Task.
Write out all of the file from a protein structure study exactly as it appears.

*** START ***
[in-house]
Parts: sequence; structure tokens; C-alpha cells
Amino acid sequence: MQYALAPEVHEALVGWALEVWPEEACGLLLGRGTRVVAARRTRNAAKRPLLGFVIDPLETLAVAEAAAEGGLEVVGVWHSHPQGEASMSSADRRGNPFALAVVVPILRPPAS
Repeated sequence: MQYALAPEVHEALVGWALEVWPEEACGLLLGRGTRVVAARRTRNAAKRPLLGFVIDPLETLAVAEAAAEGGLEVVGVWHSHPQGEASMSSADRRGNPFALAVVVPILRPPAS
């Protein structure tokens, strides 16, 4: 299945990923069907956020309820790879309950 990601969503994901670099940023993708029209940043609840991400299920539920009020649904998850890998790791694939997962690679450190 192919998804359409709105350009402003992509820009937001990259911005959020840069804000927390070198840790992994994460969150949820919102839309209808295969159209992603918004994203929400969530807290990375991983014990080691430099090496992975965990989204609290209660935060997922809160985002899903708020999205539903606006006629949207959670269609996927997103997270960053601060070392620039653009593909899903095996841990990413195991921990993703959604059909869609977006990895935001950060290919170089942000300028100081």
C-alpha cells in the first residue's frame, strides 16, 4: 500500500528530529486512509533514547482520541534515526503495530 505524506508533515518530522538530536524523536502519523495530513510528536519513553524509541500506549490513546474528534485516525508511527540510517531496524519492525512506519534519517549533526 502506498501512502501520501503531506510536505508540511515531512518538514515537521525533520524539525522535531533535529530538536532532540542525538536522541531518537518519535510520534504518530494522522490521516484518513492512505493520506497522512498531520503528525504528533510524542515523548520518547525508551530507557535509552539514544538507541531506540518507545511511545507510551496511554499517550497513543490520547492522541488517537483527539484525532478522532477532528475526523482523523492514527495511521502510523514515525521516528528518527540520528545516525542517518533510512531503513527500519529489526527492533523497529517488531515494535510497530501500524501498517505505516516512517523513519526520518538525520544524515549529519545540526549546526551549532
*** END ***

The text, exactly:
[in-house]
Parts: sequence; structure tokens; C-alpha cells
Amino acid sequence: MQYALAPEVHEALVGWALEVWPEEACGLLLGRGTRVVAARRTRNAAKRPLLGFVIDPLETLAVAEAAAEGGLEVVGVWHSHPQGEASMSSADRRGNPFALAVVVPILRPPAS
Repeated sequence: MQYALAPEVHEALVGWALEVWPEEACGLLLGRGTRVVAARRTRNAAKRPLLGFVIDPLETLAVAEAAAEGGLEVVGVWHSHPQGEASMSSADRRGNPFALAVVVPILRPPAS
């Protein structure tokens, strides 16, 4: 299945990923069907956020309820790879309950 990601969503994901670099940023993708029209940043609840991400299920539920009020649904998850890998790791694939997962690679450190 192919998804359409709105350009402003992509820009937001990259911005959020840069804000927390070198840790992994994460969150949820919102839309209808295969159209992603918004994203929400969530807290990375991983014990080691430099090496992975965990989204609290209660935060997922809160985002899903708020999205539903606006006629949207959670269609996927997103997270960053601060070392620039653009593909899903095996841990990413195991921990993703959604059909869609977006990895935001950060290919170089942000300028100081």
C-alpha cells in the first residue's frame, strides 16, 4: 500500500528530529486512509533514547482520541534515526503495530 505524506508533515518530522538530536524523536502519523495530513510528536519513553524509541500506549490513546474528534485516525508511527540510517531496524519492525512506519534519517549533526 502506498501512502501520501503531506510536505508540511515531512518538514515537521525533520524539525522535531533535529530538536532532540542525538536522541531518537518519535510520534504518530494522522490521516484518513492512505493520506497522512498531520503528525504528533510524542515523548520518547525508551530507557535509552539514544538507541531506540518507545511511545507510551496511554499517550497513543490520547492522541488517537483527539484525532478522532477532528475526523482523523492514527495511521502510523514515525521516528528518527540520528545516525542517518533510512531503513527500519529489526527492533523497529517488531515494535510497530501500524501498517505505516516512517523513519526520518538525520544524515549529519545540526549546526551549532